NEW ROCHELLE, N.Y. – There are bar and bat mitzvahs canceled this weekend. A family sitting shiva for a deceased loved one who can't accept some visitors. There are the sick among them, including their rabbi.
The families and congregants of Young Israel of New Rochelle are in the midst of an extraordinary and serious situation, with about 1,000 people associated with the tightly knit community under precautionary quarantine for as many as 14 days because of coronavirus.
For the orthodox Jewish community that mainly lives around the temple, it has meant not being able to attend daily services, or leave to go to the store, or to work, or to school.
The members, though, and community leaders said the congregants have been steadfast in their resolve to abide by the quarantine in order to keep themselves and others safe.
"Our community has gone to great lengths to respect our state, county and city authorities and to accept their guidance for the benefit of not only our own safety, but of the health and safety of people around us," said Mark Semer, a past president of Young Israel.
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The rabbi wrote to members on Friday morning to confirm his diagnosis.
"I have the virus and am doing reasonably well," his message, posted on The Yeshiva World, said.
"But I must caution all of you who have had personal contact with me to seek counsel from your health practitioner as to how to proceed."
He asked the congregation, which has about 400 families, to show patience, noting their Jewish teachings.
"This circumstance certainly gives us the opportunity to think. Our attention turns to mortality and our vulnerability," he wrote.
"We sometimes find ourselves victims of life’s fragility and tentativeness. This is one of those times. It can help us to reorient our ultimate goals in life. Contemplation is good for the soul."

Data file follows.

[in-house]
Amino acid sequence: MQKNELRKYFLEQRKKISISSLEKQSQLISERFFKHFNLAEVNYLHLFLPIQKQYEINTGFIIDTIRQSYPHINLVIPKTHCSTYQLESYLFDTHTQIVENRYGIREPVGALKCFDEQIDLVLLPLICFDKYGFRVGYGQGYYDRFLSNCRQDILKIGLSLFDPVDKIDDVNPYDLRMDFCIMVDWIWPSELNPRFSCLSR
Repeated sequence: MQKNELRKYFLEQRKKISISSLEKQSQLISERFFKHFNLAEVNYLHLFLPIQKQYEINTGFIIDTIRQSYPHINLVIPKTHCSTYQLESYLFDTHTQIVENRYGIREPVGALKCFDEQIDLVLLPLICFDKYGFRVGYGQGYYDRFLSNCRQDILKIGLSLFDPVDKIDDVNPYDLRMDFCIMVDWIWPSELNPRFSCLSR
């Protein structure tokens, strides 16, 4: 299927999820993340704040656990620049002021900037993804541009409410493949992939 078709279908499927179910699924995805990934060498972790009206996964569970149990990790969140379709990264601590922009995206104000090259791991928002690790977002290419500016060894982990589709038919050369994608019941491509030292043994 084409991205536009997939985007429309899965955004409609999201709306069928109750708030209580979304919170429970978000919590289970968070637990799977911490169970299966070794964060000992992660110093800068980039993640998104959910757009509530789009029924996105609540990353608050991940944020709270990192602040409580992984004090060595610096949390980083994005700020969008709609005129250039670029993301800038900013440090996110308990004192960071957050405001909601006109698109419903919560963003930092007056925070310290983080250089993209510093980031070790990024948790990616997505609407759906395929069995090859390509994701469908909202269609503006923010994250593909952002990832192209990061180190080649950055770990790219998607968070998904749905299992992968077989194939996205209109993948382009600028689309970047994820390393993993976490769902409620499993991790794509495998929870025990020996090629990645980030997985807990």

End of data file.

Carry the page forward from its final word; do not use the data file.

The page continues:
Local and state leaders have praised the cooperativeness, saying they have received the full support of the congregation. The temple is closed through at least Sunday.
Of the 44 coronavirus cases in New York, most are connected in one way to the synagogue after the first case, a congregant and lawyer, was first diagnosed Tuesday and remains in the hospital.
Overall, about 4,000 New Yorkers are under a "precautionary quarantine," meaning they have been encouraged to stay in their homes and not leave, Gov. Andrew Cuomo said late Friday.
"A quarantine at a minimum is deeply disruptive, and you layer on top of that concern for the health of one’s family, the health of neighbors, the health of friends," New Rochelle Mayor Noam Bramson said.
"At the same time, I have been enormously impressed by the strength and the resiliency of the community. There has been no panic."
On Tuesday, the Westchester County health department said it directed the temple to halt all services due to potential COVID-19 exposure after the lawyer tested positive.
The virus appears to have spread after the man had attended services and a bat mitzvah at the temple in late February when he was unaware of his condition. He is now intensive care at a New York City hospital.
The county said those who attended those events, which appears to be hundreds of people, must self-quarantine until at Sunday, but state officials said some quarantines will remain in place for 14 days.
"There has been a calm acceptance of direction from public health authorities," Bramson said.
"Neighbors have come together to support each other and have really demonstrated a level of resilience and maturity that speaks very well of everyone involved."
The quarantine has prompted other temples in Westchester to reorganize some events. Some temples have cancelled celebrations around the Jewish holiday of Purim, which starts Monday.
Others have offered online streaming of their services, said Elliot Forchheimer, the CEO of the Westchester Jewish Council. Other discretionary events have been postponed.
"Obviously the Orthodox community and the Westchester community is a very close knit community; it’s a very small community," Forchheimer said.
"There will be a whole lot less walking traffic this Shabbat because the synagogue is closed. People will be staying at home. You can pray at home. You can pray privately."
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This article originally appeared on New York State Team: New Rochelle synagogue shows 'resilience' amid coronavirus quarantine